How long does the exam take to perform?
Most echocardiograms and abdominal sonograms are completed in approximately 30 to 45 minutes.
Where should the exam take place in my practice?
A room that can be darkened without interrupting your normal workflow; such as, a spare exam room, surgery room, Xray room or treatment area.
Is sedation or anesthesia needed?
Generally no. We find sedation rarely necessary. If patients are aggressive or unusually anxious then injectable sedation using, for example, Butorphanol (0.2mg/kg) and Acepromazine (0.02mg/kg) IM or IV will be enough to take the “edge” off the nervousness and allow a thorough sonogram. Fractious or aggressive cats will usually need at least Midazolam (0.2mg/kg) and Buprenex (0.01mg/kg) IM. Injectable sedatives or gas anesthesia (Isofluorane) are often used for the majority of the ultrasound-guided biopsy procedures. The duration of this biopsy procedure is approximately 5 to 10 minutes.
Will my staff need to help hold?
Yes, we will need one staff member with animal restraint experience.
Who interprets the ultrasound findings?
Dr. Morris is an IVUSS certified clinical sonographer; she interprets her own exams. Should a cardiology consult be required and or desired, then referral to a cardiologist is recommended. Unusual findings may be reviewed by another experienced sonographer before a final report is completed.
How soon will I get a written report?
Dr. Morris's ultrasound reports are emailed within 24-36 hours of the exam.
What does an ultrasound-guided Tru-cut biopsy entail?
The pet is placed under light anesthesia/ heavy sedation for approximately 5 to 10 minutes. The biopsy is performed while the structure to be biopsied and the biopsy needle are simultaneously visualized sonographically. Activation of the color flow Doppler system allows for visualization and thus avoidance of nearby blood vessels. It is a very precise procedure and quite safe. A normal coagulation panel including a platelet count should be confirmed prior.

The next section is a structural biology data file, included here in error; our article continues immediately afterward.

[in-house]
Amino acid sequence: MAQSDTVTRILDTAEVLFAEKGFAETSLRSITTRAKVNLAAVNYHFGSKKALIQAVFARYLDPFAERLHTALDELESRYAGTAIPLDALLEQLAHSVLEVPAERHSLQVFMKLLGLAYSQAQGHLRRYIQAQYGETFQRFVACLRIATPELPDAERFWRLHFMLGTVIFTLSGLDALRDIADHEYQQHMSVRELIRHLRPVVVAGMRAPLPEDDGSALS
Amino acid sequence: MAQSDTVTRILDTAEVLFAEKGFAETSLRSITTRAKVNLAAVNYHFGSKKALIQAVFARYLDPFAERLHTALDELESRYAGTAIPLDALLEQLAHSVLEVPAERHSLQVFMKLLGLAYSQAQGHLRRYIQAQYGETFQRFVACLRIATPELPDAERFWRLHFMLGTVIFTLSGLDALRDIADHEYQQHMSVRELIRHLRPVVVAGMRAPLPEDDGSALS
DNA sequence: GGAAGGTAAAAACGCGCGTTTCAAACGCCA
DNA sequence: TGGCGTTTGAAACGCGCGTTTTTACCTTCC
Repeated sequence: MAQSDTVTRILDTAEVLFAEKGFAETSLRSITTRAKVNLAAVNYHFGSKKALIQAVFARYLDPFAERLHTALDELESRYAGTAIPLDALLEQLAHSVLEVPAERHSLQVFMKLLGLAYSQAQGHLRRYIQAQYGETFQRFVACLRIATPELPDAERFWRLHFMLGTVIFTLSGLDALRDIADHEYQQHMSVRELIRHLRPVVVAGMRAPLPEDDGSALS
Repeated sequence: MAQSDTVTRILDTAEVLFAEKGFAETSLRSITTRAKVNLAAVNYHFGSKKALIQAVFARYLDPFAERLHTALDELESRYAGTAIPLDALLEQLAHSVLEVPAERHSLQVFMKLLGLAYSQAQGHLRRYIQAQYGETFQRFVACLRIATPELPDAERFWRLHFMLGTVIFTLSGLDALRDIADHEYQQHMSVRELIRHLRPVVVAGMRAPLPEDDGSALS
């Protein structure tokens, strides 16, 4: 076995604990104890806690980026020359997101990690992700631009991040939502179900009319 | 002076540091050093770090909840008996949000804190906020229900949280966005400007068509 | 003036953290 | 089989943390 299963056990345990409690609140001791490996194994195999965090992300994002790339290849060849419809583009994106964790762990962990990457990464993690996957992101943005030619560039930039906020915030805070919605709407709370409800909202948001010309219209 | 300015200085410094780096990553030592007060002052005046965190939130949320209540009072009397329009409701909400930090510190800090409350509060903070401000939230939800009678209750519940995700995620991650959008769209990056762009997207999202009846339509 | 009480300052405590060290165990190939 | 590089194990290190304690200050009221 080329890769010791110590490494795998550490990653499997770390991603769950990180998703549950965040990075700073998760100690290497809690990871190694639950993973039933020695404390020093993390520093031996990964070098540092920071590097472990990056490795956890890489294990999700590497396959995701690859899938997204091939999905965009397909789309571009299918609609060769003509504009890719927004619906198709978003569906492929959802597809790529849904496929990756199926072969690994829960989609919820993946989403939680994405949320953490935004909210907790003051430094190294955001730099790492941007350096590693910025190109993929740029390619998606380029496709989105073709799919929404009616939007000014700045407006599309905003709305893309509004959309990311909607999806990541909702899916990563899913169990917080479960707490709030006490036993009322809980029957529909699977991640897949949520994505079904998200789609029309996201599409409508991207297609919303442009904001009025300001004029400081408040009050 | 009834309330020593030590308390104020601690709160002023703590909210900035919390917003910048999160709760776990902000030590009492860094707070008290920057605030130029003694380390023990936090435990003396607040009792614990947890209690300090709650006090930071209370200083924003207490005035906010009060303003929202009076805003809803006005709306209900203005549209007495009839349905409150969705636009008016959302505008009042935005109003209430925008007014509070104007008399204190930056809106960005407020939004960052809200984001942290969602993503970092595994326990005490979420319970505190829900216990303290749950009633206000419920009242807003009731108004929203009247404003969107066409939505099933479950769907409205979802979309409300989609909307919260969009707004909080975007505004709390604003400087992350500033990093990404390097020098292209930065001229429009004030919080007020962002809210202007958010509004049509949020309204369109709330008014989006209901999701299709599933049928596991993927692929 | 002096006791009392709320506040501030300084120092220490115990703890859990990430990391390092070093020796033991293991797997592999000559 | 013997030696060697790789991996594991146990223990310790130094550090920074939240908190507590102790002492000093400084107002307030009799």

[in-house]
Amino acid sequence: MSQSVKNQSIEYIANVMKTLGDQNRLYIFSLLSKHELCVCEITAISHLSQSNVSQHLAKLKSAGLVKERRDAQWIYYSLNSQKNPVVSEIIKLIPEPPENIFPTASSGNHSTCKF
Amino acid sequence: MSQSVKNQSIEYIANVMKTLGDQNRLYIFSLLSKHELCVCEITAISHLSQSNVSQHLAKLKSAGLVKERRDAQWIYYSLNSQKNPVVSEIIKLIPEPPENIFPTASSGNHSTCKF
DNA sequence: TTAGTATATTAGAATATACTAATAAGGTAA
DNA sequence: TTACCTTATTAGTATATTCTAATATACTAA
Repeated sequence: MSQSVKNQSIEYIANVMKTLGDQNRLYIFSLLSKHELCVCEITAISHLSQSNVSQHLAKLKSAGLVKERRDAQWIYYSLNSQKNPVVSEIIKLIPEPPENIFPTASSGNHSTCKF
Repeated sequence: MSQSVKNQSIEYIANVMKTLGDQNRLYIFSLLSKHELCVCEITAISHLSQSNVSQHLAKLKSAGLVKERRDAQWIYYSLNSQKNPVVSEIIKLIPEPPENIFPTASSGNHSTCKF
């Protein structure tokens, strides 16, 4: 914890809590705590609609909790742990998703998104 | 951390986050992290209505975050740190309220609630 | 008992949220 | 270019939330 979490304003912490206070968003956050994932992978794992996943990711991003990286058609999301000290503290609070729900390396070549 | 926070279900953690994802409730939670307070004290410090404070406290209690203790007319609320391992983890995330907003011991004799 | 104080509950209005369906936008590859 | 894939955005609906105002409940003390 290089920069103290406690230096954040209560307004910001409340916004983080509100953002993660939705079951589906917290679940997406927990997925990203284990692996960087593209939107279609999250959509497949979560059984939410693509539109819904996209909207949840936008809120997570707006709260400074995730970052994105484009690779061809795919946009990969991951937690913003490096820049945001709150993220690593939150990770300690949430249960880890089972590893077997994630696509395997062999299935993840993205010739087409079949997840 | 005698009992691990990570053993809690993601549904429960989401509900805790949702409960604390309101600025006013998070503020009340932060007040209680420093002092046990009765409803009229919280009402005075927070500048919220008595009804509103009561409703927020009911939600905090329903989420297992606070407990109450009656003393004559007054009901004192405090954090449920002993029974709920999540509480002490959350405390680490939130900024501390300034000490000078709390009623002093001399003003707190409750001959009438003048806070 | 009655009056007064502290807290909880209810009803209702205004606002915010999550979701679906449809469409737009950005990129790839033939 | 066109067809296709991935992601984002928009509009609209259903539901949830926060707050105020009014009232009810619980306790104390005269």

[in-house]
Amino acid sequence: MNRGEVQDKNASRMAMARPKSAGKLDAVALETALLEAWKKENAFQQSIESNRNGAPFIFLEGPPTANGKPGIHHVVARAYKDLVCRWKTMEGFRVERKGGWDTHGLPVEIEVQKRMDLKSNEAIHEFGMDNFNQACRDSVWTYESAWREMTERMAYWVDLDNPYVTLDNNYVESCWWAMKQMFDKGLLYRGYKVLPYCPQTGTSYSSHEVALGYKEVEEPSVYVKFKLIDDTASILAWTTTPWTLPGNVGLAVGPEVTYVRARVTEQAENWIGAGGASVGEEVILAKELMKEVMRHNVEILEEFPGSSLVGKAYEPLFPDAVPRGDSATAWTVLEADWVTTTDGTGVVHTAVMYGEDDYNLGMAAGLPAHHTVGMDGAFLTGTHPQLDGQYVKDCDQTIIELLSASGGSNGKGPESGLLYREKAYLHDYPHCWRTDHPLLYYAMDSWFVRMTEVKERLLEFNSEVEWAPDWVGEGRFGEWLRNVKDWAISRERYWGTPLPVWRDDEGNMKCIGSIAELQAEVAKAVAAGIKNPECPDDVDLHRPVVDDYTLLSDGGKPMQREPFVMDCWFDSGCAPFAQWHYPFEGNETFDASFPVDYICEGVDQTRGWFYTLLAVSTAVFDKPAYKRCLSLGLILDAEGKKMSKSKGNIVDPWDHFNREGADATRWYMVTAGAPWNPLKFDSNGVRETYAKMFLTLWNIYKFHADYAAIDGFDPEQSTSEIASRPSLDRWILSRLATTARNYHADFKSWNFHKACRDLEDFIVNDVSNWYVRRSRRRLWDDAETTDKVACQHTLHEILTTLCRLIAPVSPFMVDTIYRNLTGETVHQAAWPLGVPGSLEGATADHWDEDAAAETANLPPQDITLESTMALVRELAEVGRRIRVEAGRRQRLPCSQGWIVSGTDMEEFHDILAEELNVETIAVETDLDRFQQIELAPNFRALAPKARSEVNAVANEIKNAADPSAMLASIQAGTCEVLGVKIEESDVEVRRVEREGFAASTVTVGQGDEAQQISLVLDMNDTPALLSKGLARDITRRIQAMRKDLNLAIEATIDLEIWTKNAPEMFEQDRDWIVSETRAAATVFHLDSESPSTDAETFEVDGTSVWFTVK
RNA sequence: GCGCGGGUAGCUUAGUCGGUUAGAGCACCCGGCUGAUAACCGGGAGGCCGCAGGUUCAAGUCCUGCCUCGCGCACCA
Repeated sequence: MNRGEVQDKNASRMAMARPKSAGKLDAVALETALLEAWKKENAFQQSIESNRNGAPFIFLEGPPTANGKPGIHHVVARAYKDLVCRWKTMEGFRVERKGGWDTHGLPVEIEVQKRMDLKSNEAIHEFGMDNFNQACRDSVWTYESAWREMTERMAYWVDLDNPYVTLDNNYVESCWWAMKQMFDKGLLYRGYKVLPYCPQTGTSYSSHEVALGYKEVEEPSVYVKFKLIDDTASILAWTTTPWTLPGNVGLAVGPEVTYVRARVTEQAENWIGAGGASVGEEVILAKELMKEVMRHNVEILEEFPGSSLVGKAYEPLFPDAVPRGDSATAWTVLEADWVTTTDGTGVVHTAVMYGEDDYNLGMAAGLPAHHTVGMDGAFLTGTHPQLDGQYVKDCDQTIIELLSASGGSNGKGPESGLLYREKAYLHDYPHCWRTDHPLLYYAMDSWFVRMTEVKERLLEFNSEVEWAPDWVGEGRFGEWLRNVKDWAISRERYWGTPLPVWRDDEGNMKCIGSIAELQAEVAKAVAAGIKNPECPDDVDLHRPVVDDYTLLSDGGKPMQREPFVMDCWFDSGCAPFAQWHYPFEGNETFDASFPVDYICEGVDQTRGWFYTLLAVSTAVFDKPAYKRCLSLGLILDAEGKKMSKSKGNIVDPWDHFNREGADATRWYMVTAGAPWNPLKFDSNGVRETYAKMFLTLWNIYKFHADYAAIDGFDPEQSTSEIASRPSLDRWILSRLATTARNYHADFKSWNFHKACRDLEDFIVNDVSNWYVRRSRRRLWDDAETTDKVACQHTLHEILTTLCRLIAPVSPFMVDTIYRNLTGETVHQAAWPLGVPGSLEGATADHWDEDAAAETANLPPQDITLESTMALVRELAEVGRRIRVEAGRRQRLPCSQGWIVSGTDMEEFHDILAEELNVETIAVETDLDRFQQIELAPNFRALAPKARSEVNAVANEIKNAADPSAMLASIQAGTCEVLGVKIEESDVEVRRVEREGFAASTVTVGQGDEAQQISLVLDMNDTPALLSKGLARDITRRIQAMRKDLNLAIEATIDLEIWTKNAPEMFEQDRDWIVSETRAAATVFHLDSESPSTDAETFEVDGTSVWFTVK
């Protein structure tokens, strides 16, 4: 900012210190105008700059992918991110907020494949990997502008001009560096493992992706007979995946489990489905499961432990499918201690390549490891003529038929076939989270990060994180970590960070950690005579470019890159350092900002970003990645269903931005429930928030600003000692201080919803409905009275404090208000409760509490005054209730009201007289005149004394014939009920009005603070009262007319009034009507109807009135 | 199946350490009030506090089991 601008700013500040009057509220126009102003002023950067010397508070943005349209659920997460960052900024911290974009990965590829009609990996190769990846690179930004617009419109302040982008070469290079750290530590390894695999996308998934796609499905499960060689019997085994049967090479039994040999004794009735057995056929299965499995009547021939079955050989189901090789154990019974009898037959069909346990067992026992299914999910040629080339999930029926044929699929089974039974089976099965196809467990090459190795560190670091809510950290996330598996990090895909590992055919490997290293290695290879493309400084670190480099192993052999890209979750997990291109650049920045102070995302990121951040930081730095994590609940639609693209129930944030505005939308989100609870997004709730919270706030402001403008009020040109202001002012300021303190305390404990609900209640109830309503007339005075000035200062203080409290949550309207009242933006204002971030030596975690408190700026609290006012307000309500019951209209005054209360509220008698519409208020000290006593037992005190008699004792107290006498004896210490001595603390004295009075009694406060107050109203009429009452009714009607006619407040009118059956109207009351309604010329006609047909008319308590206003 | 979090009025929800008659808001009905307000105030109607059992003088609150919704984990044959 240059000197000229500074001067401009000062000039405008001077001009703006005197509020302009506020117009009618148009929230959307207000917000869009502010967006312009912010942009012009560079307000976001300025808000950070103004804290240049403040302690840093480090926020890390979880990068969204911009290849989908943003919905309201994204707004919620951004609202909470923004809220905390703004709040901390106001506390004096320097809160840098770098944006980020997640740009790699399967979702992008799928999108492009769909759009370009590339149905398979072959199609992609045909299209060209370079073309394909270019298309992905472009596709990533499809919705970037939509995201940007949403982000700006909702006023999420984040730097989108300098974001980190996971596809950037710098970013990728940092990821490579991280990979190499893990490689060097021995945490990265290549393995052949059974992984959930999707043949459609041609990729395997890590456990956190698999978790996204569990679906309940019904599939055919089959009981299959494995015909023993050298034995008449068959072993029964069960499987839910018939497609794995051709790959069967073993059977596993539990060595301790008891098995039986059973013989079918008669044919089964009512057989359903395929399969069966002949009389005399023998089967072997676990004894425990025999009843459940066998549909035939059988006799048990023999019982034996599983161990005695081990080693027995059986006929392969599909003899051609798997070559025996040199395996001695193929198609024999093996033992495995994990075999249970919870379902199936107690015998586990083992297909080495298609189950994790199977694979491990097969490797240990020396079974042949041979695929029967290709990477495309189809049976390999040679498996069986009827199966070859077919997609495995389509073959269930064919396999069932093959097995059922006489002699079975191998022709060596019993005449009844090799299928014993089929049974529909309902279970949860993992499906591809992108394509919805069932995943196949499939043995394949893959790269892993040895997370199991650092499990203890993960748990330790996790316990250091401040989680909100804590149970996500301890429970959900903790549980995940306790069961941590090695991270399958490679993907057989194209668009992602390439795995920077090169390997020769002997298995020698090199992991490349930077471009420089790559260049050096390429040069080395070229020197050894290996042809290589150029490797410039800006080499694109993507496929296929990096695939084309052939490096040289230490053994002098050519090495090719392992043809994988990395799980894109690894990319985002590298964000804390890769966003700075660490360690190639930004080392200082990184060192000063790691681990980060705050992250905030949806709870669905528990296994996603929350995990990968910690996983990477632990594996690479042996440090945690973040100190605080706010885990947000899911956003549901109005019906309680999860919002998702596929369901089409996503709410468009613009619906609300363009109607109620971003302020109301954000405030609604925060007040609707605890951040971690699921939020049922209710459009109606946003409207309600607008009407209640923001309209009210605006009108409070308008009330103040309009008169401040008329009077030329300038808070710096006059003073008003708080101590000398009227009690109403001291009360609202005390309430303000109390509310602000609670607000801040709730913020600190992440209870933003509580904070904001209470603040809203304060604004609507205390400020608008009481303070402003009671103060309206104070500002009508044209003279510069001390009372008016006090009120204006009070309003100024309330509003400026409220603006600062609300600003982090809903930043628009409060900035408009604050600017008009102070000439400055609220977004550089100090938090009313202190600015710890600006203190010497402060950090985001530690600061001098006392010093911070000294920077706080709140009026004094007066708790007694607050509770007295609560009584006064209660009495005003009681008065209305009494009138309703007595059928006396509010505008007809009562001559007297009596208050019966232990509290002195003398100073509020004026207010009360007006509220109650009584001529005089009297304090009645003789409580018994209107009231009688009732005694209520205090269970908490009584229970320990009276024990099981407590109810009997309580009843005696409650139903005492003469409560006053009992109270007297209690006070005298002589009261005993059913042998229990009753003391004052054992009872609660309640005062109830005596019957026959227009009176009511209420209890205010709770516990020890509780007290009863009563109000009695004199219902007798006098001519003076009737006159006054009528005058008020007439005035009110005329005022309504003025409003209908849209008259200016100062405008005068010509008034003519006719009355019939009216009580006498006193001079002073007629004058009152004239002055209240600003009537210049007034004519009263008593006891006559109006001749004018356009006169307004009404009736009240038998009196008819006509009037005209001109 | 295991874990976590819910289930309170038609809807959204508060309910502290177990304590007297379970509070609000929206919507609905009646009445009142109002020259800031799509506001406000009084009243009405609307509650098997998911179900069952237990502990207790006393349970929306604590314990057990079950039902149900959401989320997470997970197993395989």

What does a fine needle aspirate (FNA) entail?
Often FNA is performed using a 22g x 1.5inch needle, usually without sedation. A normal platelet count should be confirmed prior.
When should I request a FNA vs. Tru-cut biopsy?
In general, FNAs are requested when you suspect a mass, cyst, abscess, free fluid or abnormally enlarged organ suggestive of infiltrative disease. A FNA is a safe and inexpensive means to collect cells to be prepared for cytological interpretation and for culture/MIC.
FNAs are often obtained from abnormal liver, spleen, lymph nodes, intestinal masses, pancreas, adrenals, prostate and unknown abdominal masses. These aspirates can provide results that help diagnose and direct treatment of the patient. Results are proportional to the quality of the sample and the degree of exfoliation from the lesion. Some lesions fail to give up their cells. Keep in mind that FNAs do not provide information regarding structure of the tissue sampled. Sedation is often not needed for FNAs. The site should be shaved and cleaned with alcohol soaked gauze wipes.
Tru-Cut biopsy is usually requested when a FNA sample was not cellular or a larger tissue sample is needed to demonstrate tissue structure in pursuing a definitive diagnosis of non-infiltrative diseases involving the liver; such as, Hepatoma vs. Heptocellular carcinoma vs. Early cirrhosis vs. Chronic hepatitis vs. Microvascular dysplasia vs. Copper storage disease. In renal disease it is less often requested in private practice to define the cause of chronic renal disease; such as, interstitial nephritis, chronic glomerulonephritis and amyloidosis.
Contact / Request